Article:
Considering that this is a six week low (since December 5th 2017) this is even more reason to panic. It only escalated when barely a day after that it dropped even further to $8000 which is 50% off the all-time high. This meant that the collective cryptocurrency market suddenly lost approximately $200 billion of its value.
The fluctuation is so much that during the course of writing this, it had to be edited more than 3 times to keep up with the volatile cyclone that is cryptocurrency. The reasons for the market’s sudden drop in value is still speculation. However, there are 2 or 3 main reasons we can theorize might be the biggest factors.
China and South Korea’s attitude
China, which houses the majority of the bitcoin mines in the world, recently announced its plans to shut down bitcoin miners. The primary reason being (so they say), the excessive amount of energy needed for mining, which is reasonable.
However, China also has concerns about the risks of cryptocurrency, particularly involving security, and as a result, officials shut down cryptocurrency exchanges and banned fundraising through initial coin offerings (ICOs). Recently it was reported that Chinese authorities have plans to block cryptocurrency platforms that permit centralized trading. China’s strategy seems to be to stop all practices as opposed to stopping illicit practices.
South Korea, has expressed interest in following in China’s footsteps on the above matter and banning cryptocurrency exchange. Considering South Korea is one of the largest cryptocurrency markets in the world, this promises to send major ripples across the system if the Korean government does decide to implement such a law.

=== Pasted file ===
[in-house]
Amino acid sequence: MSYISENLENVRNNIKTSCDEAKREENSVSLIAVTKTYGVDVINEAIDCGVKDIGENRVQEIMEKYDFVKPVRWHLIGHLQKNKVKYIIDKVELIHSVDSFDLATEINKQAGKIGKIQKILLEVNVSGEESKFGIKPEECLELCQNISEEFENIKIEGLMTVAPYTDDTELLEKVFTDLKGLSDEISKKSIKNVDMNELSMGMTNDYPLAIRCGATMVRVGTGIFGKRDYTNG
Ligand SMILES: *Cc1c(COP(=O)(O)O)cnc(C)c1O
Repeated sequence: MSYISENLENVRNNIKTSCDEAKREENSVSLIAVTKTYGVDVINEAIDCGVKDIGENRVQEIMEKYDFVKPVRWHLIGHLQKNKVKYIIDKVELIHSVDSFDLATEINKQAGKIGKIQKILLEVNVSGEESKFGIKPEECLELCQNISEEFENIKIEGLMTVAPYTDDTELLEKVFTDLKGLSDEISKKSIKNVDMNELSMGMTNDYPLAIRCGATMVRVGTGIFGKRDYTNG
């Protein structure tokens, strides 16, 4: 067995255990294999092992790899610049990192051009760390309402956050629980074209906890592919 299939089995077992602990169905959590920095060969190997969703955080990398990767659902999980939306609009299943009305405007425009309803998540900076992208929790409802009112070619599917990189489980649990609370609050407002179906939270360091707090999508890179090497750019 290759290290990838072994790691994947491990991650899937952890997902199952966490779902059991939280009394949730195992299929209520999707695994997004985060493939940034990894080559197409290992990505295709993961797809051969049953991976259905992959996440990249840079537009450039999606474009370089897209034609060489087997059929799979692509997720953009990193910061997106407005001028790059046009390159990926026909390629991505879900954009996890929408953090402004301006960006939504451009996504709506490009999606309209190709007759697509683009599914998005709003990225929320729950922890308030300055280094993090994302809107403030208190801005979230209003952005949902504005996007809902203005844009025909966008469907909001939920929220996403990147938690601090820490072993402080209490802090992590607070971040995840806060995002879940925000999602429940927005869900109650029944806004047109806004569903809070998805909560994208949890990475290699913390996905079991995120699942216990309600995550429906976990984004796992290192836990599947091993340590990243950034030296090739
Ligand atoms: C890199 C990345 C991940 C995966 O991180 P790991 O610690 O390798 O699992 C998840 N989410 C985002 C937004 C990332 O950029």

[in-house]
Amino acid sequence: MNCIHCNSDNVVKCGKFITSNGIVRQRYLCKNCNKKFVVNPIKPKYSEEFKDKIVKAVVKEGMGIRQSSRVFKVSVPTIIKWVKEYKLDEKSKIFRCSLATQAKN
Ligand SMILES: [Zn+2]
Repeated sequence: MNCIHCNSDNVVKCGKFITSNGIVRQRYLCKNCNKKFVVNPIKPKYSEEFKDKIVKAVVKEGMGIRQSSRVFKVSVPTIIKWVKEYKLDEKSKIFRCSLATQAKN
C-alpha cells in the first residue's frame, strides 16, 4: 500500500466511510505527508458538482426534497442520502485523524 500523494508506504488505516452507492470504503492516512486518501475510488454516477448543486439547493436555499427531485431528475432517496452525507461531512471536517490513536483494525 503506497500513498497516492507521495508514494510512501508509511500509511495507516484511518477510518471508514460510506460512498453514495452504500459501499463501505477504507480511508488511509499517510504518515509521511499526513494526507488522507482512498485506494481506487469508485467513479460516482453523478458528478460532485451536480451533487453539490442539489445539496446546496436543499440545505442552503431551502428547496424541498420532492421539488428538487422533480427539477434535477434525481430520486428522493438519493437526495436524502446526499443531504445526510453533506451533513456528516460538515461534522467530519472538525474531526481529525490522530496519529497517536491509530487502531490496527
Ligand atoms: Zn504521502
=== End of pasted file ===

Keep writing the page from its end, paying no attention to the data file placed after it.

It speaks a lot about the volatility of the bitcoin that reports of possible bans by two governments sent the user base into a frenzy enough for bitcoin (and other cryptocurrencies) to drop at alarming rates within 24 hours. The estimated loss by all cryptocurrencies was roughly $40 million by Tuesday and has been dropping steadily since then. With rumors of possible updates from France and the US, we can likely expect this to get worse.
So is bitcoin the only viable cryptocurrency?
Like every sector, bitcoin has its own competitors in the cryptocurrency world. They’re commonly referred to as altcurrencies. A few noteworthy names in the field would be;
Ripple is a fast growing name in the cryptocurrency field, mainly due to its signature feature; speed. Ripple aims to provide a seamless quick and safe way to spend money globally. Thus far they have managed to streamline transaction time to a total of 4 seconds, which is a massive difference when compared with Ethereum’s 2 minutes and Bitcoin’s time of up to an hour. Ripple has had one of the fastest rises in the cryptocurrency community, with an ascension from basically nothing to one of the biggest contenders in the market in a very short time.